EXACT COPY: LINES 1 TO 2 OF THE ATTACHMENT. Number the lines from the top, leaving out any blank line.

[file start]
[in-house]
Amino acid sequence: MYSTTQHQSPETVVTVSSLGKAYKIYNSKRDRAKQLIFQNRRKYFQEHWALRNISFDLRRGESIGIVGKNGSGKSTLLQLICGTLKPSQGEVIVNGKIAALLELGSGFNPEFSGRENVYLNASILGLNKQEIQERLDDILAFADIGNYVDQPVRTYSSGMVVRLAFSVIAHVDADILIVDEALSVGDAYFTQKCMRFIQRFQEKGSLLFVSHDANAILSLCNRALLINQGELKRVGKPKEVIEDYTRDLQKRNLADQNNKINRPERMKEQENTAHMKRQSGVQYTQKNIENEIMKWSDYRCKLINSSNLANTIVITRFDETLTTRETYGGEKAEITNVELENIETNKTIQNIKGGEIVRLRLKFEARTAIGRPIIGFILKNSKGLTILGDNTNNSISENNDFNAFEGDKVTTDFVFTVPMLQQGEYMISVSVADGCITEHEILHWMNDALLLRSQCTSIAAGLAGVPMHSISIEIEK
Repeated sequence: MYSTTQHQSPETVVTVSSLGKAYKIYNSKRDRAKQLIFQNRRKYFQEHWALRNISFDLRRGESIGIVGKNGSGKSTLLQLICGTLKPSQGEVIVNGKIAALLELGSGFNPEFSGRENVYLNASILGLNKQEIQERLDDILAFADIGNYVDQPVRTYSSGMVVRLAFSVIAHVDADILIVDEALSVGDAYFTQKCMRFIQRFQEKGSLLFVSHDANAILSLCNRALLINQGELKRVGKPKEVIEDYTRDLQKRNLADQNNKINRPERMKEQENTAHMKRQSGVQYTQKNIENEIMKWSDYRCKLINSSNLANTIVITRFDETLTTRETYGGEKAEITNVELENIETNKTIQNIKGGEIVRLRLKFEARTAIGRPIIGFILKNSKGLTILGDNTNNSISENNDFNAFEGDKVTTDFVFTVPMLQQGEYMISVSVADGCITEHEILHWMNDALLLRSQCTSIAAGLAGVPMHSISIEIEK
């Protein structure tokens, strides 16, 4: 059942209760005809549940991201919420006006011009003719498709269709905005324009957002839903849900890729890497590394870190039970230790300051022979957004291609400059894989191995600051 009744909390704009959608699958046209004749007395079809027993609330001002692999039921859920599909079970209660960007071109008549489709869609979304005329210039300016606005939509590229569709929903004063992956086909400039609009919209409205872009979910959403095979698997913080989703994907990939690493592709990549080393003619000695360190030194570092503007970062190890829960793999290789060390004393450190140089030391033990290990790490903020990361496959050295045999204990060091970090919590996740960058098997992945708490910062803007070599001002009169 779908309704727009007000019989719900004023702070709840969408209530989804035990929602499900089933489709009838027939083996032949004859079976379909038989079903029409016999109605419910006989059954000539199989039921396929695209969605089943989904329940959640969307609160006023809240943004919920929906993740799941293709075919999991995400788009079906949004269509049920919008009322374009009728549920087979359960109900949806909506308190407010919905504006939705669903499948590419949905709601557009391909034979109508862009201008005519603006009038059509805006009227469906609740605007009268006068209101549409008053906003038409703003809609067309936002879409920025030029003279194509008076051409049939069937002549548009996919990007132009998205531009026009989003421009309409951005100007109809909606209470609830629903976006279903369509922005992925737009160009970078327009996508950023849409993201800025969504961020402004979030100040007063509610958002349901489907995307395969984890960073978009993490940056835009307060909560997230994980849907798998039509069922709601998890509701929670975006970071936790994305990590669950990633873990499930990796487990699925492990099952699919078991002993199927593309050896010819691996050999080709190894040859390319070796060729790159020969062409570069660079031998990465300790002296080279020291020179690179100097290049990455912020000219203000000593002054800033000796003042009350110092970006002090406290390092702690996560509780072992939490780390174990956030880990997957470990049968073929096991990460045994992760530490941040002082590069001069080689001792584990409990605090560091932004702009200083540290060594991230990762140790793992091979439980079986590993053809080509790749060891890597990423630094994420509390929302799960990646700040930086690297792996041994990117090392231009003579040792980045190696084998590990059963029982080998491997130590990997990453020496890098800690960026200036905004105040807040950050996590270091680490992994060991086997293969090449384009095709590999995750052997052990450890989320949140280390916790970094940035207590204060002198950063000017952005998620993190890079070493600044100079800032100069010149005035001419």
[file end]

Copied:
[in-house]
Amino acid sequence: MYSTTQHQSPETVVTVSSLGKAYKIYNSKRDRAKQLIFQNRRKYFQEHWALRNISFDLRRGESIGIVGKNGSGKSTLLQLICGTLKPSQGEVIVNGKIAALLELGSGFNPEFSGRENVYLNASILGLNKQEIQERLDDILAFADIGNYVDQPVRTYSSGMVVRLAFSVIAHVDADILIVDEALSVGDAYFTQKCMRFIQRFQEKGSLLFVSHDANAILSLCNRALLINQGELKRVGKPKEVIEDYTRDLQKRNLADQNNKINRPERMKEQENTAHMKRQSGVQYTQKNIENEIMKWSDYRCKLINSSNLANTIVITRFDETLTTRETYGGEKAEITNVELENIETNKTIQNIKGGEIVRLRLKFEARTAIGRPIIGFILKNSKGLTILGDNTNNSISENNDFNAFEGDKVTTDFVFTVPMLQQGEYMISVSVADGCITEHEILHWMNDALLLRSQCTSIAAGLAGVPMHSISIEIEK